Long Beach is working to update its rules for home additions and building accessory dwelling units later this year to help homeowners navigate recent changes to state law.

The city projects that ADUs will be a part of an urgent push to create more housing. Long Beach was tasked with creating space for over 26,500 new residential units by 2029 and city planners say ADUs and other home additions could play a role. Since 2020, Long Beach has received more than 2,600 ADU applications.

That’s why the city is working to simplify the process and pass a new local law that will incentivize homeowners to apply.

Changes on the horizon could lift building restrictions on certain lots within historic districts and the coastal zone. The city is also considering incentives for homeowners who provide off-street parking or for those who agree to deed restrictions that would keep new units affordable.

The updates would apply to ADUs and other projects allowed under Senate Bill 9, a law passed in 2021 that allows property owners to split their lots and build up to four units on sites previously zoned for single-family homes.

Long Beach Planning Commissioners held a study session Thursday to discuss potential changes to the ordinance, which could be adopted into the city’s municipal code as soon as this summer.

What’s currently allowed

The construction of ADUs are already allowed in areas that are zoned for residential uses in the city and it generally consists of homeowners converting garages into living quarters or building a new attached or detached structure on their property.

Last year, the city released a handful of templates for pre-approved designs of ADUs that property owners can buy to save time in the city’s approval process. The city’s current law allows for ADUs of up to 800-square-feet and state law allows for a “Jr. ADU,” which can share bathroom facilities with the primary home, to also be built on a property.

City data shows that thousands of ADU applications have been received since 2017, when the City Council adopted the current ordinance.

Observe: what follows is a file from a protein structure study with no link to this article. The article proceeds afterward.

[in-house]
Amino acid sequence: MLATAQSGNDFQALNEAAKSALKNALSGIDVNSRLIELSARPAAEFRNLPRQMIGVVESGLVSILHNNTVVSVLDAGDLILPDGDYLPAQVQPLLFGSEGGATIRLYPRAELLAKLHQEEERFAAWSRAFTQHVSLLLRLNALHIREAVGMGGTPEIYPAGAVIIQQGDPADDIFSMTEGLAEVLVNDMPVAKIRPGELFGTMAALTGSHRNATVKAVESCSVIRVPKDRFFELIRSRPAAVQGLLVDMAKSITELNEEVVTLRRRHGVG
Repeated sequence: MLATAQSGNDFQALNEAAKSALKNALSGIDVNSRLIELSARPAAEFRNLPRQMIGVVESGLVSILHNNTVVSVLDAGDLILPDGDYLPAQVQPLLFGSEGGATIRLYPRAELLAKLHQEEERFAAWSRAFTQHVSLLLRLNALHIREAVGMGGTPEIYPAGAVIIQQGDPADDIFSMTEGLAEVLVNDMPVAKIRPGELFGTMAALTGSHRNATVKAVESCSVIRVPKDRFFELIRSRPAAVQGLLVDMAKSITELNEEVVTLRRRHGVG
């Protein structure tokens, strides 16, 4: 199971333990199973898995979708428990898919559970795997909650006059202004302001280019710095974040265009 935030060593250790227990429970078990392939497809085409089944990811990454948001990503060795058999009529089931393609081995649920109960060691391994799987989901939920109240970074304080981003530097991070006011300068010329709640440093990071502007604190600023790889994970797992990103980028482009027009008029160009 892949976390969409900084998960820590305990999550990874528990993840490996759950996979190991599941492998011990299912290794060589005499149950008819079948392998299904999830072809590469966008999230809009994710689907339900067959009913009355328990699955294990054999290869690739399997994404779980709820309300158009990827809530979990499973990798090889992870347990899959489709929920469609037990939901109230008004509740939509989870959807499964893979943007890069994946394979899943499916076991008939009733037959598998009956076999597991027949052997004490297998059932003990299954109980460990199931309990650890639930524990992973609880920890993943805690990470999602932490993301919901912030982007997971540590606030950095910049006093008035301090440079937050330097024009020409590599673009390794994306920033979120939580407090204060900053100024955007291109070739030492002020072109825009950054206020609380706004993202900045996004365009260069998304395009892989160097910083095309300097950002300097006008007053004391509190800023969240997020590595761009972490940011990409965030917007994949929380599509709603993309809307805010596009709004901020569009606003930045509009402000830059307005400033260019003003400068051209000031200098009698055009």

However, there are several barriers that have hindered the feasibility of SB-9 projects. For example, the law requires a lot to be split in some cases and owners are required to have used the property as a primary residence for at least three years before the lot can be split. There are also limits on how much of an existing structure can be demolished for new construction.

A SB-9 project would allow up to four units on a parcel of land previously zoned for a single-family home — but the law does not allow for these projects in several parts of the city including historic districts, 100-year flood zones and parcels near an earthquake fault line.

What could change? 

While nothing is final, the process of updating the city’s laws is partially to align them with evolving state law but also to create design standards and more predictability and understanding for people who might want to take these projects on in the future.

New state laws allow for cities to allow ADUs to be sold separately and could speed up the approval process by requiring cities to have pre-approved plans and authorize applications within 30 days. Long Beach is looking at writing a concise local law that makes state rules more understandable and makes it easier for new units to be built.

That could include expanding the allowable areas where SB-9 projects could be built. ADUs are allowed in historic districts but SB-9 projects are currently only allowed in neighborhoods with a “R-1” zoning designation, which is intended for single-family use.

Christopher Koontz, director of the city’s Community Development department, told the Planning Commission last week that city staff believe “R-2” (two-family residential) lots could also be included in the update.

“We have a ton of properties that are zoned R-2 and we at the staff table think it should apply there too, but maybe we got that wrong,” Koontz said Thursday.

Commissioners also raised the possibility of including historic districts and areas in the coastal zone in addition to R-2 lots.

“One of the really great things about these areas, they had backyard houses when they were developed,” Commissioner Michael Clemson said of historic districts. “Opening them up for more of these types of units, it’s like getting these neighborhoods back to what they first looked like.”

Long Beach could also reduce parking requirements for units near public transit and offer incentives to homeowners whose projects include off-street parking, an issue that has been raised in parking-impacted neighborhoods where ADUs are being built.

The city will also discuss design standards: Whether a unit should be able to face an alley, if the new construction should match the style of the existing house and requirements for the inclusion of in-unit laundry as well as space for a deck or patio.

Before a new ordinance is sent to the Planning Commission and the City Council for final approval later this year, the Community Development Department expects to hold at least one more open house where the public can review the draft ordinances before either body votes on them.

Jason Ruiz covers City Hall and politics for the Long Beach Post. Reach him at [email protected] or @JasonRuiz_LB on Twitter.